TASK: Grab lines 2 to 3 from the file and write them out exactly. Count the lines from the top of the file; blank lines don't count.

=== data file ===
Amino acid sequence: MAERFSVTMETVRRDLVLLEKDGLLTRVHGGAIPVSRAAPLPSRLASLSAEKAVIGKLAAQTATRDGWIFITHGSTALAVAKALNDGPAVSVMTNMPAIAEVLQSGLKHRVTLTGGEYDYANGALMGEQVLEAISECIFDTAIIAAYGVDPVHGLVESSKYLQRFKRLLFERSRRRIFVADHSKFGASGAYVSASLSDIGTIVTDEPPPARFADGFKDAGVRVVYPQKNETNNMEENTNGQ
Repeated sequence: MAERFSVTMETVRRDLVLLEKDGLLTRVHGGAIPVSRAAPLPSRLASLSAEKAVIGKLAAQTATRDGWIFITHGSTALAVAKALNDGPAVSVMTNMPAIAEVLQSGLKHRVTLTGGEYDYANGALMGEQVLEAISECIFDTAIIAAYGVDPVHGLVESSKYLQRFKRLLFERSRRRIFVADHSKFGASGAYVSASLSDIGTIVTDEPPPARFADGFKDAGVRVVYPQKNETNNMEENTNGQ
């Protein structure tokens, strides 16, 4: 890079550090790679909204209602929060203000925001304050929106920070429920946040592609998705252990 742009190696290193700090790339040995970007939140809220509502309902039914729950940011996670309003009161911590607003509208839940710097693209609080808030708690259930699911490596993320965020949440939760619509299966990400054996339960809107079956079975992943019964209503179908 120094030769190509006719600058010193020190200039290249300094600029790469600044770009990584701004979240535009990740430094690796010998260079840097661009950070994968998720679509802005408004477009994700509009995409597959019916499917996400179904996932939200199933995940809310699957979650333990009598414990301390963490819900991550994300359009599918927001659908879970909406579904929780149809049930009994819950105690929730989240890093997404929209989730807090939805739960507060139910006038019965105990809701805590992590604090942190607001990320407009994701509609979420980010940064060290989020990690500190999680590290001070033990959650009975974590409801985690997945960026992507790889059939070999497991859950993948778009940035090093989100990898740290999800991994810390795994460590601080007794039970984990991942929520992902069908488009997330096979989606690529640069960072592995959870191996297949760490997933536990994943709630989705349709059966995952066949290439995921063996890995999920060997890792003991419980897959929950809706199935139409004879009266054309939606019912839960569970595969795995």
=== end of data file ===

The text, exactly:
Repeated sequence: MAERFSVTMETVRRDLVLLEKDGLLTRVHGGAIPVSRAAPLPSRLASLSAEKAVIGKLAAQTATRDGWIFITHGSTALAVAKALNDGPAVSVMTNMPAIAEVLQSGLKHRVTLTGGEYDYANGALMGEQVLEAISECIFDTAIIAAYGVDPVHGLVESSKYLQRFKRLLFERSRRRIFVADHSKFGASGAYVSASLSDIGTIVTDEPPPARFADGFKDAGVRVVYPQKNETNNMEENTNGQ
């Protein structure tokens, strides 16, 4: 890079550090790679909204209602929060203000925001304050929106920070429920946040592609998705252990 742009190696290193700090790339040995970007939140809220509502309902039914729950940011996670309003009161911590607003509208839940710097693209609080808030708690259930699911490596993320965020949440939760619509299966990400054996339960809107079956079975992943019964209503179908 120094030769190509006719600058010193020190200039290249300094600029790469600044770009990584701004979240535009990740430094690796010998260079840097661009950070994968998720679509802005408004477009994700509009995409597959019916499917996400179904996932939200199933995940809310699957979650333990009598414990301390963490819900991550994300359009599918927001659908879970909406579904929780149809049930009994819950105690929730989240890093997404929209989730807090939805739960507060139910006038019965105990809701805590992590604090942190607001990320407009994701509609979420980010940064060290989020990690500190999680590290001070033990959650009975974590409801985690997945960026992507790889059939070999497991859950993948778009940035090093989100990898740290999800991994810390795994460590601080007794039970984990991942929520992902069908488009997330096979989606690529640069960072592995959870191996297949760490997933536990994943709630989705349709059966995952066949290439995921063996890995999920060997890792003991419980897959929950809706199935139409004879009266054309939606019912839960569970595969795995």